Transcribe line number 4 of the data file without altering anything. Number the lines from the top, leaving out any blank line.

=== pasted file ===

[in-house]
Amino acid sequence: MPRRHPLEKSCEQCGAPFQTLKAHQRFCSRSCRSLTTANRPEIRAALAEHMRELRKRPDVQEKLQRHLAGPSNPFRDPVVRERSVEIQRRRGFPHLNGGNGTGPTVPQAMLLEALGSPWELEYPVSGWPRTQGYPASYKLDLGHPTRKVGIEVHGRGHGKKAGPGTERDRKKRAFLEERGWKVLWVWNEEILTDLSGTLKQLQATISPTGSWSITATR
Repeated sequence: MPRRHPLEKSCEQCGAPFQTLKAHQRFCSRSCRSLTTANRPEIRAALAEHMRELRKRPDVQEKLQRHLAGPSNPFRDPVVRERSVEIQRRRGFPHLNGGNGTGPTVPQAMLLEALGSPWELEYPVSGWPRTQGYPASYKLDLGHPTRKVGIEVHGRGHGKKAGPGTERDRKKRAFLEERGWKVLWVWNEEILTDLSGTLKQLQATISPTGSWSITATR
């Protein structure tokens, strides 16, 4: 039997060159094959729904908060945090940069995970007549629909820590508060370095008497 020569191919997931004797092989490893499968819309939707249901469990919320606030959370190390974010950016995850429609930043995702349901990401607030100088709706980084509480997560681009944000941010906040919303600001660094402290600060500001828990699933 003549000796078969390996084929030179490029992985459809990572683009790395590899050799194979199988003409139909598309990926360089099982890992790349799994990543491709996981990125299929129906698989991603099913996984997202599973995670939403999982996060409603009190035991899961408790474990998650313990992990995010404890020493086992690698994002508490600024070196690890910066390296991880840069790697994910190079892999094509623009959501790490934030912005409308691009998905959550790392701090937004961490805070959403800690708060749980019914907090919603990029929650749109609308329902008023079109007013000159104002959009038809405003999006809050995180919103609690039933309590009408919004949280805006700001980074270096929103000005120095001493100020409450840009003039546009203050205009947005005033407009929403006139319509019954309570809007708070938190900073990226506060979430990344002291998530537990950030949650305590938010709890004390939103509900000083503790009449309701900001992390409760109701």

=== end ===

């Protein structure tokens, strides 16, 4: 039997060159094959729904908060945090940069995970007549629909820590508060370095008497 020569191919997931004797092989490893499968819309939707249901469990919320606030959370190390974010950016995850429609930043995702349901990401607030100088709706980084509480997560681009944000941010906040919303600001660094402290600060500001828990699933 003549000796078969390996084929030179490029992985459809990572683009790395590899050799194979199988003409139909598309990926360089099982890992790349799994990543491709996981990125299929129906698989991603099913996984997202599973995670939403999982996060409603009190035991899961408790474990998650313990992990995010404890020493086992690698994002508490600024070196690890910066390296991880840069790697994910190079892999094509623009959501790490934030912005409308691009998905959550790392701090937004961490805070959403800690708060749980019914907090919603990029929650749109609308329902008023079109007013000159104002959009038809405003999006809050995180919103609690039933309590009408919004949280805006700001980074270096929103000005120095001493100020409450840009003039546009203050205009947005005033407009929403006139319509019954309570809007708070938190900073990226506060979430990344002291998530537990950030949650305590938010709890004390939103509900000083503790009449309701900001992390409760109701």